Diageo's top communicator, Ian Wright, has 'the best job in the world'. He lounges with a company drink in his hand, in a company bar that could easily pass for a top London nightclub. He may be being hyperbolic, but it is clear there is a lot to like about his job.
The ebullient Wright has been handling brand PR, corporate media relations, public lobbying and CSR for one of the world's biggest drinks companies for almost a decade. Before that he worked at Boots, Golley Slater Brooker, and for Paddy Ashdown when the colourful MP headed the Liberal Democrats. But for now, he wants to talk about Diageo.
In the past eight years, issues surrounding binge drinking and the role of alcohol in society have soared up the political agenda. With the drinks industry in talks with the Government about measures to help change Britain's drinking culture, Wright's employer is in the thick of it.
'This is probably the most vigorous period of debate we've ever seen,' admits Wright. He gets understandably defensive about the industry being made a scapegoat in the binge drinking debate, although he is adamant the company needs to do its part in educating the public about limits.
'I truly believe we should tell people the facts about alcohol. They need to understand how much they can drink and stay in control,' he says. 'But the other side of the equation is that it is the individual's responsibility too. We're all grown-ups.'
Though serious and thoughtful when it comes to important issues, Wright sprinkles the interview with gags, quips and stories. Colleagues say he is 'very sociable', which befits someone in his role. But it is clear he takes his job seriously and is credited for being a gifted communicator.
'He epitomises what it takes to be a global reputation leader,' says Reputation Inc CEO John Mahony, who worked with Wright when they were both at Boots. 'He understands the need for reputation to be aligned to business ambition, and has no fear of taking on senior executives.'
'On another note,' he adds, paying homage to Wright's love of balancing the serious with the light-hearted, 'while he may think he's something of a disco diva, he wouldn't even make it through the first round of Strictly Come Dancing.'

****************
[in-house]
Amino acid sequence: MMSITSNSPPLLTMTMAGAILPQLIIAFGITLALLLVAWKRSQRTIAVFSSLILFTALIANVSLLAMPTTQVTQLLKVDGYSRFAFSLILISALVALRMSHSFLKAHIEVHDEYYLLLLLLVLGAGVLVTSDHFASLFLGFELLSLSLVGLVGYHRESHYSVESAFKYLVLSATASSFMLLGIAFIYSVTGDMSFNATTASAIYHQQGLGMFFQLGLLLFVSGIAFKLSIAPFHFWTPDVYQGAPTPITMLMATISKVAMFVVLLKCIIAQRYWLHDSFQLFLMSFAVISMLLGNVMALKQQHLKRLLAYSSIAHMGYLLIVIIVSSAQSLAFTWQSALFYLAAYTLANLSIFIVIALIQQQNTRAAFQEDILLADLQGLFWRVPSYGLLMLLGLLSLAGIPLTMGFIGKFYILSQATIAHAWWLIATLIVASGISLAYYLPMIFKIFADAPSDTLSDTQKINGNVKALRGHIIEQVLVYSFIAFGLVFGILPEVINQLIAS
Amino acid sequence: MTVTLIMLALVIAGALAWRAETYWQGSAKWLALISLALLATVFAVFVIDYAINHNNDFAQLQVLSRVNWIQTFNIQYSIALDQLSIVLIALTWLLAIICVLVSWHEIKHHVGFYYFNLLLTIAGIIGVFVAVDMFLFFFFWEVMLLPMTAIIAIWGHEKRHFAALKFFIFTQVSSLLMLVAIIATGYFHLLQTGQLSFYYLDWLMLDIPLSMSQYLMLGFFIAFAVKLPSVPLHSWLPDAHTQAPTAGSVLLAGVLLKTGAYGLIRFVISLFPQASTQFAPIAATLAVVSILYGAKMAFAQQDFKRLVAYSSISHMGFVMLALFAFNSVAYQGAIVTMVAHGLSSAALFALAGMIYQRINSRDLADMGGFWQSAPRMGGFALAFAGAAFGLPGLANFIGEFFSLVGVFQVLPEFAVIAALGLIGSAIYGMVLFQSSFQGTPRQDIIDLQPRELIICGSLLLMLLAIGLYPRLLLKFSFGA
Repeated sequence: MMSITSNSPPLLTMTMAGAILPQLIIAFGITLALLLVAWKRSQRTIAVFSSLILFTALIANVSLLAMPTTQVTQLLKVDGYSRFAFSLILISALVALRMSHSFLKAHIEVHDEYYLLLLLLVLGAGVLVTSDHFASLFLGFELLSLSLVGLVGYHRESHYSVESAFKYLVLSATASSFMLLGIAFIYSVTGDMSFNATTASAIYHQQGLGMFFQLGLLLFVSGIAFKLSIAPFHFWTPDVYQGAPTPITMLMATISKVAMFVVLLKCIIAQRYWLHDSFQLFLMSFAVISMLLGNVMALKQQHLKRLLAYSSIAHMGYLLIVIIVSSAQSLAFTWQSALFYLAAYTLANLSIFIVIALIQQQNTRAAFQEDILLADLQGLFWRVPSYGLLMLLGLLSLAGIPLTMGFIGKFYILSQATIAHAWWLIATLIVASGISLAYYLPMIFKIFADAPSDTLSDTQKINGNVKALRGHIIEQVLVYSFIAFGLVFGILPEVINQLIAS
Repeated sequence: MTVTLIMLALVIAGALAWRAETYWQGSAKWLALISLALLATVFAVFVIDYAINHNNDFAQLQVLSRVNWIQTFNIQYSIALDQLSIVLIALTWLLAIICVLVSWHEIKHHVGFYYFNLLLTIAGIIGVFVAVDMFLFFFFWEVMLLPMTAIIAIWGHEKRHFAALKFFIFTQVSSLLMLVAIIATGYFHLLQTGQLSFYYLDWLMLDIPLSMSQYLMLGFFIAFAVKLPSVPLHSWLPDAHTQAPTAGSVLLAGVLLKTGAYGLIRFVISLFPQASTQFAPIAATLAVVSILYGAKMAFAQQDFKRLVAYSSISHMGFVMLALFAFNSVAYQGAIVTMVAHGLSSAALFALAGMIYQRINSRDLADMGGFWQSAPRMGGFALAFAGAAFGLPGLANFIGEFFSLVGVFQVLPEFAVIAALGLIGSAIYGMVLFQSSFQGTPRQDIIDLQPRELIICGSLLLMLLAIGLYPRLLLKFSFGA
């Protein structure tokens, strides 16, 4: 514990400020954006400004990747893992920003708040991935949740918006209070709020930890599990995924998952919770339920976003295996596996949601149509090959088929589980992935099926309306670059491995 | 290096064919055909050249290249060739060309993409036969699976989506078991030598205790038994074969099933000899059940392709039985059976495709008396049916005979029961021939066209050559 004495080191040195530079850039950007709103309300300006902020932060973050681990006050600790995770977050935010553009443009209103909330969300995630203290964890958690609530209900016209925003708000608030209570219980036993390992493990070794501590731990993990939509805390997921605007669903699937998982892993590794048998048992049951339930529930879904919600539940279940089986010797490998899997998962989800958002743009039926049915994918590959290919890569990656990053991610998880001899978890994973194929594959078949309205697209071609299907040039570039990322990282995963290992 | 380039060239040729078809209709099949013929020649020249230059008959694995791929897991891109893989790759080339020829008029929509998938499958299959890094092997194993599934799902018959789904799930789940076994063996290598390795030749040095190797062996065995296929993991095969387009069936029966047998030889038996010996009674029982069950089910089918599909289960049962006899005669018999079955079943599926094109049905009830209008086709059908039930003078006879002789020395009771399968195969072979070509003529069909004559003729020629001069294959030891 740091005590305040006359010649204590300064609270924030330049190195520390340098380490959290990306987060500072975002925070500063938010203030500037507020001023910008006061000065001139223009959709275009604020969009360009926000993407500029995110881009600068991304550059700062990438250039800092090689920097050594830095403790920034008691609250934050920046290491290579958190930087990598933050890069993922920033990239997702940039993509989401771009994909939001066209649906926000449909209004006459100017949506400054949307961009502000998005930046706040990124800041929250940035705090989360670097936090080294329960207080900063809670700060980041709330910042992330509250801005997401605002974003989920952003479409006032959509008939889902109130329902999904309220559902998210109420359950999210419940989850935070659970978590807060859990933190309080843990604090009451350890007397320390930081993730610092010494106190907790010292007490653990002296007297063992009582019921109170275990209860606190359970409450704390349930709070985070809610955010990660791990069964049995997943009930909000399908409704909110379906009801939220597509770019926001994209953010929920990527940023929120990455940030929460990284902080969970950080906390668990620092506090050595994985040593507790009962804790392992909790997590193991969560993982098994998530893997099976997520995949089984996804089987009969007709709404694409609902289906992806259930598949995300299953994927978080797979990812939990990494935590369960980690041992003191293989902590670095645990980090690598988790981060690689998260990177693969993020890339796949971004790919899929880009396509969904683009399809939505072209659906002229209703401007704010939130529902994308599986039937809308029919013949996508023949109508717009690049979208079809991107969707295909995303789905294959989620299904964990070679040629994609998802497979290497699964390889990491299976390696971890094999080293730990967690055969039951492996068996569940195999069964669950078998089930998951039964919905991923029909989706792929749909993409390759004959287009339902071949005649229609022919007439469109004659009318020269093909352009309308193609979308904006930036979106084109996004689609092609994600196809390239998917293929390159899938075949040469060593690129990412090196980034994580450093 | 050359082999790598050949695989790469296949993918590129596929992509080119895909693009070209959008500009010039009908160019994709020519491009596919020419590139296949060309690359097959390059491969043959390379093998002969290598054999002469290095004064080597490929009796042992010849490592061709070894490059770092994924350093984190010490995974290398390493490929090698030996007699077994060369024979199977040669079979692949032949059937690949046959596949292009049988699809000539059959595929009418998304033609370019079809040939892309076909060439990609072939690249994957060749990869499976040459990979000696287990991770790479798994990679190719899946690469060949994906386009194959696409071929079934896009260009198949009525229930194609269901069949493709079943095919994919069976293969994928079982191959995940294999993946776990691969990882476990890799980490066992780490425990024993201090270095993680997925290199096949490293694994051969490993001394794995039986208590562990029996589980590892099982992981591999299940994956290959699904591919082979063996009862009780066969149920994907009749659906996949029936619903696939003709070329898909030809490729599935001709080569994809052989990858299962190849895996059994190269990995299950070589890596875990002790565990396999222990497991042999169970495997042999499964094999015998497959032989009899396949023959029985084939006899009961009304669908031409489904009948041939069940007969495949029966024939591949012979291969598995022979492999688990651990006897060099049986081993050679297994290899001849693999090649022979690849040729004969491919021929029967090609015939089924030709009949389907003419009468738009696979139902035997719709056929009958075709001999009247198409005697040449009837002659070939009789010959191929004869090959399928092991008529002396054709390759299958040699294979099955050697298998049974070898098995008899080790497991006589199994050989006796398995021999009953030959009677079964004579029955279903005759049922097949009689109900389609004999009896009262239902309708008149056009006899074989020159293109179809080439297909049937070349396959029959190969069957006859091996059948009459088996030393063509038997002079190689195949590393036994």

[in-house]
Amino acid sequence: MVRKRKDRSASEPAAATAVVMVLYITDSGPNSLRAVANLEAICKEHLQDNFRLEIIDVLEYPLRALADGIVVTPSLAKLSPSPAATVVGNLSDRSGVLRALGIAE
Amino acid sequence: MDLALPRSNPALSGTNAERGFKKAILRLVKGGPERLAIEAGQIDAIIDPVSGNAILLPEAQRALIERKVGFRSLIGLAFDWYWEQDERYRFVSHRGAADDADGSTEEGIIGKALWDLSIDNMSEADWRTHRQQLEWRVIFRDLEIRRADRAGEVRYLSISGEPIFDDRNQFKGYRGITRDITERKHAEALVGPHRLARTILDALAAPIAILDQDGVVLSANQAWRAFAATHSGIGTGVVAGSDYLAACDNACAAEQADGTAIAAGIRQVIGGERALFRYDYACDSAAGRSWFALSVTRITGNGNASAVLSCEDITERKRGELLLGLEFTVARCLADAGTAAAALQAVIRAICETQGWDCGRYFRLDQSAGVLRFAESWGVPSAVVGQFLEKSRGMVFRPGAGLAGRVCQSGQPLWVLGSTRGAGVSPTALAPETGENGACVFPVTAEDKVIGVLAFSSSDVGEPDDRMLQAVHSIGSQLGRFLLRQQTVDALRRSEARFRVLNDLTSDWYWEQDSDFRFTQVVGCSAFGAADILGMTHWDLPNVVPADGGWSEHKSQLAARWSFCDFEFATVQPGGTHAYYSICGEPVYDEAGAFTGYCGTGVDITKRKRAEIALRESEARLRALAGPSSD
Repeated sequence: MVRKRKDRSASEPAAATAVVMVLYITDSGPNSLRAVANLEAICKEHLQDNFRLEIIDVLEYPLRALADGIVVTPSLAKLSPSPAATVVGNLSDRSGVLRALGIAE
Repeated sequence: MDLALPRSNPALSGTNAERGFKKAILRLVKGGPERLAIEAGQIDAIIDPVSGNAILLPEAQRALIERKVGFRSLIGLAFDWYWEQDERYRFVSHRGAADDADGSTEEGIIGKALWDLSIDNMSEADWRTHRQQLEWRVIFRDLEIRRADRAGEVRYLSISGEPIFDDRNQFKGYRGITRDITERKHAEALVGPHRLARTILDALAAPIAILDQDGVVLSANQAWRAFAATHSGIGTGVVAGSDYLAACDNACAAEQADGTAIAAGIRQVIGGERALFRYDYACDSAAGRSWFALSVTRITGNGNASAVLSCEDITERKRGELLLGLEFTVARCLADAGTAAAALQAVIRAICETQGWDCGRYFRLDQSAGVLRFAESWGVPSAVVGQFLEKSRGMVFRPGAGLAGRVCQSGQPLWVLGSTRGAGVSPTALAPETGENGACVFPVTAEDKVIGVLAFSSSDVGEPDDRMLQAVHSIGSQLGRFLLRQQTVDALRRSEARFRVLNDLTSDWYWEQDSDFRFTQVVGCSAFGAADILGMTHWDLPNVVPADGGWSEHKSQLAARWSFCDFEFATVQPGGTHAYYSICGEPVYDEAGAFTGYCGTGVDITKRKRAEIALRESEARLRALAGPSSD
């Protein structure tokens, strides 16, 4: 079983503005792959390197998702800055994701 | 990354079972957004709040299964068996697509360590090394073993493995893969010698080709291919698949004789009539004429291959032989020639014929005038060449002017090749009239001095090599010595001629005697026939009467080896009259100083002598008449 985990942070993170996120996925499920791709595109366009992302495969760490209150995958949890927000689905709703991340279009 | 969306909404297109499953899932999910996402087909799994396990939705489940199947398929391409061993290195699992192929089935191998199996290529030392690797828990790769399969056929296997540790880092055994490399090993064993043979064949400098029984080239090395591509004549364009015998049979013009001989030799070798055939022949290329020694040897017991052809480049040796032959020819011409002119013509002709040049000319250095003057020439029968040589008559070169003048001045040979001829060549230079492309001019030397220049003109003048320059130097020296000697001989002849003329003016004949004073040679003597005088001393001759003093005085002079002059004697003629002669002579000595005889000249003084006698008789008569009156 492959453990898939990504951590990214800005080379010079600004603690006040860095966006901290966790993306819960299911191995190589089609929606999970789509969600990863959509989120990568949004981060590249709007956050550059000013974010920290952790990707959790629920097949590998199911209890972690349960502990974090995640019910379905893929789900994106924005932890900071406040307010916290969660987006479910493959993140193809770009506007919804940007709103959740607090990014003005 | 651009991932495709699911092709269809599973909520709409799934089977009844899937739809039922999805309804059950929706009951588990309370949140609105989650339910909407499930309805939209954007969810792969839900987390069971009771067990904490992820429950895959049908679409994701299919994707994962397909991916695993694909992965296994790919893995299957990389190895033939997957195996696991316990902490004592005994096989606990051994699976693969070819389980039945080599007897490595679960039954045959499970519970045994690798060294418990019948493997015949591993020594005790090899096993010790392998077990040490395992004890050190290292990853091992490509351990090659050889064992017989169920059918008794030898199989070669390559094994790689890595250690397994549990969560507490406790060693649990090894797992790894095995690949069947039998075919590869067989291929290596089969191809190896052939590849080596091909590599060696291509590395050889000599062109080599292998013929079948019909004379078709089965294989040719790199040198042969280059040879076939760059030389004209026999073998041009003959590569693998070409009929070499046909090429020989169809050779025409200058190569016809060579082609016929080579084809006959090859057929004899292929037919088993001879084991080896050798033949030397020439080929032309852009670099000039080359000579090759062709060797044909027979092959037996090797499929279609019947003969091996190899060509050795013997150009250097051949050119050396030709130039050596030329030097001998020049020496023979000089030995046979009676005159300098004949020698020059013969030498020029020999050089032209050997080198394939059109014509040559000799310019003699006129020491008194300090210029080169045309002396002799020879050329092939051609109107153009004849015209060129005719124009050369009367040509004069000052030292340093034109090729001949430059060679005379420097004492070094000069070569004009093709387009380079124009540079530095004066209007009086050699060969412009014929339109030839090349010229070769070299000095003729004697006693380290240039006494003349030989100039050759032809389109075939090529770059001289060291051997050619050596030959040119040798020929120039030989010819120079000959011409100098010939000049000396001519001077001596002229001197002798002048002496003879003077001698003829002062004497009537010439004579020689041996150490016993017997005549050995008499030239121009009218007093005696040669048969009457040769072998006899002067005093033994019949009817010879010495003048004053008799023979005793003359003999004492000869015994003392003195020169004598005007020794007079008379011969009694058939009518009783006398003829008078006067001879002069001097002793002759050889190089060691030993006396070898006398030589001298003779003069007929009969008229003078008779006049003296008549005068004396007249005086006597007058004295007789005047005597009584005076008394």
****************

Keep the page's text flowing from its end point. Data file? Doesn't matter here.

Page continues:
The dichotomy of serious versus silly is echoed in Wright's personal life. This has so far been a year of contrasting highs and lows. In September he was honoured for his contribution to the PR industry with the CIPR Stephen Tallents Medal.
'The best of breed medal?' he teases. 'I was very chuffed. Although I have the slightest feeling they might have given it to me this year because they thought I might not be here next year to receive it.'
This last comment is a reference to his battle with lymphatic cancer, which he was diagnosed with earlier this year. He is surprisingly upbeat about his experience.
'I was sailing along prior to the diagnosis,' says Wright. 'Nothing bad has ever happened to me and you can't expect to live your whole life like that, so in some ways I can't complain.'
Work appears to have helped him pull through and he is proud of not taking a single day off during his treatment, even when undergoing chemotherapy. 'The BlackBerry is a work of genius,' he grins.
He also praises colleagues, who he says were extremely supportive throughout. It is clear the respect he has for his team is fully reciprocated, exemplified by a huge surprise fiftieth birthday party they threw for him two days before this interview.
Close friend and former Liberal Democrat party leader Paddy Ashdown and current leader Nick Clegg attended the bash.
Ashdown's friendship harks back to Wright's time spent in the 1990s as a volunteer speechwriter alongside KPMG partner of public affairs Neil Sherlock. 'We gained a reputation with the lobby as providing the jokes for Paddy,' says Sherlock. In his spare time Wright jokes he enjoys 'girls and drugs', but in reality he is a committed family man who spends four days a week at his farmhouse in Rutland, Leicestershire, and the rest in London.
Wright is one of a handful of PROs who have warranted more than one profile on these pages. But after a brief chat with him it becomes clear why he deserves it.
At his birthday party, Ashdown recounted his wife Jane's suspicions that Wright was 'one of those posh Social Democratic Party types'. She was finally won over when she observed him briefing journalists on the Ashdown bus in 1997. He opened with the gambit: 'Now listen here you fuckers.' Engaging and direct; the essence of a truly effective communicator.
2004 Corporate relations director, Diageo
2000 Communications director, Diageo
1997 Communications director, Boots the Chemist
1994 Head of PR, Boots Healthcare International
1989 MD, Golley Slater Brooker PR
1987 Group account director, Chilmark
1986 Account director, Grayling/Gwynne Hart
1985 Account manager, Gwynne Hart
1981 Political officer, Social Democratic Party
IAN WRIGHT'S TURNING POINTS
- What was your biggest career break?
Moving to Diageo just at the point when it went through a period of enormous change. I've now been at the company for eight and a half years. Our products are present whenever anyone is celebrating life, which is fantastic.
- What advice would you give to someone climbing the career ladder in PR?
Take time on the way up to ensure that your career has all its rungs in place: that way you won't be coming down too quickly.
- Who was your most notable mentor or influence?
My school teacher RW (Bob) Stanley. He was unremitting in his demand for excellence and was kindness personified. At work the owner of my first PR employer, Norman Hart. He was a legendary figure in the Labour party of the 1950s, 60s and 70s and he was one of the founders of modern PR.
- What do you look for in new recruits?
They need to be able to think clearly and write clearly. They also need common sense.